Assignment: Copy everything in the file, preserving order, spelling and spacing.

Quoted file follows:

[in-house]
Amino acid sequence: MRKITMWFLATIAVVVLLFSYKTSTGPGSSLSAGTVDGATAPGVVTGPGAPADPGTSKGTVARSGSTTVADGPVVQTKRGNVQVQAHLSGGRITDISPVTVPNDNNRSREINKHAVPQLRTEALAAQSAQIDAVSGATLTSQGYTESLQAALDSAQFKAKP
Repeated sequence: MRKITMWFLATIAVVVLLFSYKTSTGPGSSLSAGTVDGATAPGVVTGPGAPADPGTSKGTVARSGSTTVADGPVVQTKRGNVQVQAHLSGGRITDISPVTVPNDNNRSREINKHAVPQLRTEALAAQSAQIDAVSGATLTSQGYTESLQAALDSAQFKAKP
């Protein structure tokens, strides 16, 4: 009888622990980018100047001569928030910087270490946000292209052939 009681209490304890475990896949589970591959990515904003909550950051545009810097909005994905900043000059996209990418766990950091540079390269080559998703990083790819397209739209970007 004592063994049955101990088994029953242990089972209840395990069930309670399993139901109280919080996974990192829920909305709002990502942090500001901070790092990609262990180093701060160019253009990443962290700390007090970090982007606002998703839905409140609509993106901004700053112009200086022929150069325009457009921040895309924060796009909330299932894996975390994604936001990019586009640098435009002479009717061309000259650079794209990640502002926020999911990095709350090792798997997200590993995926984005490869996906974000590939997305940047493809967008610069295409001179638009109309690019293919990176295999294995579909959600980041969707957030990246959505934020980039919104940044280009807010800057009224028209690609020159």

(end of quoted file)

[in-house]
Amino acid sequence: MRKITMWFLATIAVVVLLFSYKTSTGPGSSLSAGTVDGATAPGVVTGPGAPADPGTSKGTVARSGSTTVADGPVVQTKRGNVQVQAHLSGGRITDISPVTVPNDNNRSREINKHAVPQLRTEALAAQSAQIDAVSGATLTSQGYTESLQAALDSAQFKAKP
Repeated sequence: MRKITMWFLATIAVVVLLFSYKTSTGPGSSLSAGTVDGATAPGVVTGPGAPADPGTSKGTVARSGSTTVADGPVVQTKRGNVQVQAHLSGGRITDISPVTVPNDNNRSREINKHAVPQLRTEALAAQSAQIDAVSGATLTSQGYTESLQAALDSAQFKAKP
């Protein structure tokens, strides 16, 4: 009888622990980018100047001569928030910087270490946000292209052939 009681209490304890475990896949589970591959990515904003909550950051545009810097909005994905900043000059996209990418766990950091540079390269080559998703990083790819397209739209970007 004592063994049955101990088994029953242990089972209840395990069930309670399993139901109280919080996974990192829920909305709002990502942090500001901070790092990609262990180093701060160019253009990443962290700390007090970090982007606002998703839905409140609509993106901004700053112009200086022929150069325009457009921040895309924060796009909330299932894996975390994604936001990019586009640098435009002479009717061309000259650079794209990640502002926020999911990095709350090792798997997200590993995926984005490869996906974000590939997305940047493809967008610069295409001179638009109309690019293919990176295999294995579909959600980041969707957030990246959505934020980039919104940044280009807010800057009224028209690609020159």